Although parentage analysis appeared to be suitably tackled using microsatellites, some problems persisted. Analyzing dozens of microsatellites required a great deal of effort in selecting the best markers, optimizing PCR conditions, scoring and calling alleles. More recently, with the availability of genomic resources and multiplexed methods to assay many single nucleotide polymorphisms (SNPs) simultaneously, researchers have turned to SNP approaches.
In this study, an integrated strategy was followed combining the analysis of 12 nuclear and 8 chloroplast microsatellites with the Vitis 18k chip for grapevine genotyping, comprising 18,071 SNPs selected in 47 V. vinifera genotypes and 18 non-vinifera Vitis species11. This tool is expected to outperform SSRs because it inspects thousands of points in one analysis and overcomes the slow informative power of single SNPs, which are bi-allelic.
Materials and methods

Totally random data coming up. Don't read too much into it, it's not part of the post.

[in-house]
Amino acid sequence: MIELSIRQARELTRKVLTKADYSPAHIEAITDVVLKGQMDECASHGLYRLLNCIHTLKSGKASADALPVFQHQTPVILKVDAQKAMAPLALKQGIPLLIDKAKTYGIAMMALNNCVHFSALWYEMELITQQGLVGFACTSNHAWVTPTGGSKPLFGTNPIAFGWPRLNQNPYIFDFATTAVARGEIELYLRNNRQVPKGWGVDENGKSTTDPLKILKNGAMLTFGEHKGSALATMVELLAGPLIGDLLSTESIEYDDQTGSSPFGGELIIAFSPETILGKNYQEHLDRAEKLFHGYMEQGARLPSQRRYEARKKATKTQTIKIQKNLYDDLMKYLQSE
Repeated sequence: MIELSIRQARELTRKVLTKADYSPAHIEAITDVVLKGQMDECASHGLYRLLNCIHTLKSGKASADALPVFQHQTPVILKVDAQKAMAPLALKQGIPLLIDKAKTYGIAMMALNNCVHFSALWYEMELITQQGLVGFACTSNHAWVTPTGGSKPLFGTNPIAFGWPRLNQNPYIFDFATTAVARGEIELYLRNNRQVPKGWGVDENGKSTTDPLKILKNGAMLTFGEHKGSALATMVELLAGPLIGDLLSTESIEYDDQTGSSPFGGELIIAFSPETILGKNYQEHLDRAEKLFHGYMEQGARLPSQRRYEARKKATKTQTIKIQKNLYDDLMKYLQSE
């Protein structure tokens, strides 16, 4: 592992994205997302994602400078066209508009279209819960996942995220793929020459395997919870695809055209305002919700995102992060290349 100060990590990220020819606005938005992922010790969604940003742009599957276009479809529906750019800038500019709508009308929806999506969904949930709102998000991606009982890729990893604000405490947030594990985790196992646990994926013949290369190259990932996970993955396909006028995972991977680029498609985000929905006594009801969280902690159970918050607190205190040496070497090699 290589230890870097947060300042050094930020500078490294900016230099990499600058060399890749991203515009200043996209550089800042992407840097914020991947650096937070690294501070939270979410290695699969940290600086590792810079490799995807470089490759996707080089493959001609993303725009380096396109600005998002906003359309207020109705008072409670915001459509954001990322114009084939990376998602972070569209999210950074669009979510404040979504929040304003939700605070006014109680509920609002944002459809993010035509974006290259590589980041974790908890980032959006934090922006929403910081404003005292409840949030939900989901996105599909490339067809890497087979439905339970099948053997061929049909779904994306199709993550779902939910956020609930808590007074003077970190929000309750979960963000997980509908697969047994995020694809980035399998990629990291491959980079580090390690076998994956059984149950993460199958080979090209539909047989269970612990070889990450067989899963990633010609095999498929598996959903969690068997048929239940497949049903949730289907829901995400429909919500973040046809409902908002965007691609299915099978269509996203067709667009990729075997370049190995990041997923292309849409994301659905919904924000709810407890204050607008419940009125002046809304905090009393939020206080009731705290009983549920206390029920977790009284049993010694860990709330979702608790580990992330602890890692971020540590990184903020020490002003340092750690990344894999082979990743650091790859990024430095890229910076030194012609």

Seventy-nine grapevine accessions from different repositories in Italy, Germany and Slovenia were analyzed (Table S1). The samples included varieties cultivated in FVG and in neighboring areas, and three pairs of already known trios, used as references to evaluate the threshold values obtained for data elaboration: ‘Raboso Veronese’ = ‘Raboso Piave’ × ‘Marzemina Bianca’12, ‘Vitouska’ = ‘Malvasia Bianca Lunga’ and ‘Glera’ (alias ‘Prosecco Tondo’)13, and ‘Manzoni Bianco’ = ‘Pinot’ × ‘Riesling’14,15. Six accessions belonging to ‘Heunisch Weiss’ variety were analyzed, some of them being somatic variants16: ‘Heunisch Weiss’, ‘Heunisch Weiss Seedless’, ‘Heunisch Dreifarbig’, ‘Heunisch Rotgestreift’, ‘Rebula Stara’ and ‘Liseiret’; they came from three countries; Germany, Italy (Piedmont, Northwest Italy) and Slovenia. Two ‘Ribolla Gialla’ accessions were genotyped, one from the Italian Collio and the other from the Slovenian Brda.